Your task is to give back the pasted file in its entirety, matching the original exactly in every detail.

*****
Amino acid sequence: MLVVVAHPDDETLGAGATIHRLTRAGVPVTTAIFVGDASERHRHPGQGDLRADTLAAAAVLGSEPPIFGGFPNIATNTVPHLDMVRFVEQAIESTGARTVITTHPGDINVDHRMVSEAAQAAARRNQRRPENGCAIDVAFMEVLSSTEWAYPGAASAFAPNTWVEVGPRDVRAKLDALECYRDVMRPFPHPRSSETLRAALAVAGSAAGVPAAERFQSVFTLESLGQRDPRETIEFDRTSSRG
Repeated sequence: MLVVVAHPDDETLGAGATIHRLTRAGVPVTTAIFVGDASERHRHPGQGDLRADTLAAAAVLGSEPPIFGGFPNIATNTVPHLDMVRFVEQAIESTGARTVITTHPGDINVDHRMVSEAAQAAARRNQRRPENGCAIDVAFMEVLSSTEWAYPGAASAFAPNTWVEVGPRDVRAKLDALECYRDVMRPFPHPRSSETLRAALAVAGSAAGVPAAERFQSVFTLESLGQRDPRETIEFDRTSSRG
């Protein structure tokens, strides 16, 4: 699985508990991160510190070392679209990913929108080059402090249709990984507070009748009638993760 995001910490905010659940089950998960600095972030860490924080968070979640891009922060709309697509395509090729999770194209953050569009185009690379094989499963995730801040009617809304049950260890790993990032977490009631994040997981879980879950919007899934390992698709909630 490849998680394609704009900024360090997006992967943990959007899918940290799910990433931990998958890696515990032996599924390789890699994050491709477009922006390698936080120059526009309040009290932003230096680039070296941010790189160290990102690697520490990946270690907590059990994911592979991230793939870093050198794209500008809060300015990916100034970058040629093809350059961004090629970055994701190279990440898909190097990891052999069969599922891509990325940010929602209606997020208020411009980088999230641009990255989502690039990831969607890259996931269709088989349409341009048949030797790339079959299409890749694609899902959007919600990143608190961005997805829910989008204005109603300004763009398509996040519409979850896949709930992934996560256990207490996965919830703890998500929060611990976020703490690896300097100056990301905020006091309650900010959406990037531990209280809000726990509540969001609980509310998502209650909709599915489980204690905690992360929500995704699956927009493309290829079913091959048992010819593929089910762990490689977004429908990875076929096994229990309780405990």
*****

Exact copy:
Amino acid sequence: MLVVVAHPDDETLGAGATIHRLTRAGVPVTTAIFVGDASERHRHPGQGDLRADTLAAAAVLGSEPPIFGGFPNIATNTVPHLDMVRFVEQAIESTGARTVITTHPGDINVDHRMVSEAAQAAARRNQRRPENGCAIDVAFMEVLSSTEWAYPGAASAFAPNTWVEVGPRDVRAKLDALECYRDVMRPFPHPRSSETLRAALAVAGSAAGVPAAERFQSVFTLESLGQRDPRETIEFDRTSSRG
Repeated sequence: MLVVVAHPDDETLGAGATIHRLTRAGVPVTTAIFVGDASERHRHPGQGDLRADTLAAAAVLGSEPPIFGGFPNIATNTVPHLDMVRFVEQAIESTGARTVITTHPGDINVDHRMVSEAAQAAARRNQRRPENGCAIDVAFMEVLSSTEWAYPGAASAFAPNTWVEVGPRDVRAKLDALECYRDVMRPFPHPRSSETLRAALAVAGSAAGVPAAERFQSVFTLESLGQRDPRETIEFDRTSSRG
């Protein structure tokens, strides 16, 4: 699985508990991160510190070392679209990913929108080059402090249709990984507070009748009638993760 995001910490905010659940089950998960600095972030860490924080968070979640891009922060709309697509395509090729999770194209953050569009185009690379094989499963995730801040009617809304049950260890790993990032977490009631994040997981879980879950919007899934390992698709909630 490849998680394609704009900024360090997006992967943990959007899918940290799910990433931990998958890696515990032996599924390789890699994050491709477009922006390698936080120059526009309040009290932003230096680039070296941010790189160290990102690697520490990946270690907590059990994911592979991230793939870093050198794209500008809060300015990916100034970058040629093809350059961004090629970055994701190279990440898909190097990891052999069969599922891509990325940010929602209606997020208020411009980088999230641009990255989502690039990831969607890259996931269709088989349409341009048949030797790339079959299409890749694609899902959007919600990143608190961005997805829910989008204005109603300004763009398509996040519409979850896949709930992934996560256990207490996965919830703890998500929060611990976020703490690896300097100056990301905020006091309650900010959406990037531990209280809000726990509540969001609980509310998502209650909709599915489980204690905690992360929500995704699956927009493309290829079913091959048992010819593929089910762990490689977004429908990875076929096994229990309780405990």